“Health is a state of complete physical, mental and social well-being and not merely the absence of disease or infirmity” – The World Health Organisation, Constitution of WHO: principles
I have a friend who is a pilates instructor. Before she was a pilates instructor she was a dancer. She asked me to help her out with some ankle pain she couldn’t seem to get rid of. We met, had a chat and I tried to check if anything was structurally wrong. We couldn’t really reproduce her ankle pain, and she wasn’t experiencing any decrease in function. She was just experiencing occasional pain, and had been feeling it for almost a year. I was about to talk about chronic pain, models of health and understanding modern pain science with her but she said:
‘Maybe I’m just so well aligned that when my body gets even slightly out of alignment, I notice it. I think that I just need to keep focussing on that. I’m happy that there’s nothing serious though!’
I didn’t really know what to say after that. I thought back to people I knew, and worked with and their chronic pain issues. Nearly all of them were trying to work on fixing structures or alignment. They were attempting to heal asymmetries using functional movements or core exercises. Back pain, neck pain, shoulder pain – some had been suffering for many years. Everything was about fixing alignment, improving posture and muscle balance. No-one was looking the big picture.
Models, usefulness & pain
“Remember that all models are wrong; the practical question is how wrong do they have to be to not be useful.” – George E. P. Box.
This is an important quote. When we talk about the body in terms of systems, or metaphors. It’s not going to be ‘Truth’. It will be a model to work with. There are different ways of treating an illness or injury. Lets give a simple example of a disc herniation in the lumbar spine, and you have been suffering for 6 months with back pain: Often (depending where you are located in the world, and perceived best practices) you may be offered some combination of pain killers, spinal surgery and/or physiotherapy. There is a logic behind the choices of treatment, based on what is believed to be causing your pain. That logic, is based on a model of cause and effect. What is causing you to feel pain, and the best way to either stop the pain, or fix the underlying problem. Unfortunately, it might not be that simple.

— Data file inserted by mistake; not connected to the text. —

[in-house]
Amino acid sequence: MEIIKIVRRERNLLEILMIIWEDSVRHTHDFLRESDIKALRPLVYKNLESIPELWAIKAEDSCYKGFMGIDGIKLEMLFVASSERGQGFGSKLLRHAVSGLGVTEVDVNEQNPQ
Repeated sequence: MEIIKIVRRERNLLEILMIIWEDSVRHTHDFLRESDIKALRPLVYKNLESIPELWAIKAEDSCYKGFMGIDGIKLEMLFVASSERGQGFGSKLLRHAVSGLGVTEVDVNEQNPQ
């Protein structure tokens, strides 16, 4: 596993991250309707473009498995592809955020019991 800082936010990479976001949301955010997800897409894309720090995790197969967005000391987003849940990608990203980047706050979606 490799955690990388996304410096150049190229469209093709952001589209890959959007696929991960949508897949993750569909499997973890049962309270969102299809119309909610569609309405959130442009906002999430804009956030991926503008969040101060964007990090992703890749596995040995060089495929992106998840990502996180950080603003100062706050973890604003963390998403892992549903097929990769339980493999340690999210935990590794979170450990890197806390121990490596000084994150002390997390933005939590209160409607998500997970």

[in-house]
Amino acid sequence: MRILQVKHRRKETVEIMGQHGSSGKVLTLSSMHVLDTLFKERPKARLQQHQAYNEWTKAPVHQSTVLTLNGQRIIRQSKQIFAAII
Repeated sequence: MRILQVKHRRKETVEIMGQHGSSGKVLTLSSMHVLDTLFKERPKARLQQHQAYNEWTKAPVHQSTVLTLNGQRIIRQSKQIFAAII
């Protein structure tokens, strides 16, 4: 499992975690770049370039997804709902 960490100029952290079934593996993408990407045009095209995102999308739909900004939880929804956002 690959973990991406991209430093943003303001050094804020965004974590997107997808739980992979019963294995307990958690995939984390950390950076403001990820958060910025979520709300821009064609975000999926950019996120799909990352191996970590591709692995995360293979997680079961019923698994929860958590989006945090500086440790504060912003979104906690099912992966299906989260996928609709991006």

You are a gestalt of your systems, practices and processes. Of your mind and body. Or Body, Mind & Soul. Or just your body. Or whatever conceptual framework you wish to work with, because that’s how we describe complex phenomena. It’s too much to understand this interconnected, intertwined, biosphere we live in, and our place in it, without using models and concepts. The models and concepts we use won’t necessarily be accurate, in the same way a flawless sculpture of a person might bear a near-indistinguishable likeness to someone, but it won’t be the same as them. It will be a model of them. There are many more things affecting our experiences and interpretations than can be succinctly explained. There are models and metaphors that might help though (more on this later). In healthcare, as in other fields, there are competing ‘models’ sometimes that people will disagree with about the accuracy or validity of.
The question to ask yourself is ‘Is this model useful?’
In the case of fruitlessly chasing better ‘biomechanics, structure & posture’ for months or even years – I’d suggest there are better models of health to work with.
The biopsychosocial model
When we look at our body in terms of health & pain and we only see us as machines, we are missing lots of things about ourselves. It is easy to fall into mistake of believing that pain = damage to the body, and therefore pain = something that needs fixing in the body. In many cases, that might have truth to it, but it is only a part of the problem. Like looking into a room through the keyhole and believing that what you see, is all there is inside. We can be less wrong in how we look at things, we can be more useful.
One such model I believe to be ‘less wrong’ is the biopsychosocial model of health.
“The biopsychosocial model is both a philosophy of clinical care and a practical clinical guide. Philosophically, it is a way of understanding how suffering, disease, and illness are affected by multiple levels of organization, from the societal to the molecular. At the practical level, it is a way of understanding the patient’s subjective experience as an essential contributor to accurate diagnosis, health outcomes, and humane care.” (Borrell-Carrió et al., 2004)